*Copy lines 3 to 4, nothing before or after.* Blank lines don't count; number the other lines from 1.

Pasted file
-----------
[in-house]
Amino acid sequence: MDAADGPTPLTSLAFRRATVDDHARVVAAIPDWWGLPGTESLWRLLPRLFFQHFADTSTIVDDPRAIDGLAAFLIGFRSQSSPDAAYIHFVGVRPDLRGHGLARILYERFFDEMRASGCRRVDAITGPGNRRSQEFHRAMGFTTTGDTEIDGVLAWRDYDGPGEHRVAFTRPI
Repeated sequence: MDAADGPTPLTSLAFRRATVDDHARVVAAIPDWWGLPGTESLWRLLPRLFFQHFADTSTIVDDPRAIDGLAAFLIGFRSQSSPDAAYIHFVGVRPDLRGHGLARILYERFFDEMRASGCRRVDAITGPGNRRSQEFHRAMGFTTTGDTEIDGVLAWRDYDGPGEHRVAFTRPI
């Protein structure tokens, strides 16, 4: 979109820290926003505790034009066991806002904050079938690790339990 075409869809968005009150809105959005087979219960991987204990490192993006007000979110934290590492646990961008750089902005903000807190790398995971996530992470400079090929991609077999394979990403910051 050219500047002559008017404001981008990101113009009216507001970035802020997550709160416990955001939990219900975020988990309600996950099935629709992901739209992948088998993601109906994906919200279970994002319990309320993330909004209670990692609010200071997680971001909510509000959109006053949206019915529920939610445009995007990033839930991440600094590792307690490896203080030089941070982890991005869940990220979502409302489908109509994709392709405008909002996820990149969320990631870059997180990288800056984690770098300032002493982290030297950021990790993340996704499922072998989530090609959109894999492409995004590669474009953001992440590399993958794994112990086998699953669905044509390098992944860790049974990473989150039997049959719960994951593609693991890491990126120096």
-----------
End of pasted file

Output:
Repeated sequence: MDAADGPTPLTSLAFRRATVDDHARVVAAIPDWWGLPGTESLWRLLPRLFFQHFADTSTIVDDPRAIDGLAAFLIGFRSQSSPDAAYIHFVGVRPDLRGHGLARILYERFFDEMRASGCRRVDAITGPGNRRSQEFHRAMGFTTTGDTEIDGVLAWRDYDGPGEHRVAFTRPI
């Protein structure tokens, strides 16, 4: 979109820290926003505790034009066991806002904050079938690790339990 075409869809968005009150809105959005087979219960991987204990490192993006007000979110934290590492646990961008750089902005903000807190790398995971996530992470400079090929991609077999394979990403910051 050219500047002559008017404001981008990101113009009216507001970035802020997550709160416990955001939990219900975020988990309600996950099935629709992901739209992948088998993601109906994906919200279970994002319990309320993330909004209670990692609010200071997680971001909510509000959109006053949206019915529920939610445009995007990033839930991440600094590792307690490896203080030089941070982890991005869940990220979502409302489908109509994709392709405008909002996820990149969320990631870059997180990288800056984690770098300032002493982290030297950021990790993340996704499922072998989530090609959109894999492409995004590669474009953001992440590399993958794994112990086998699953669905044509390098992944860790049974990473989150039997049959719960994951593609693991890491990126120096």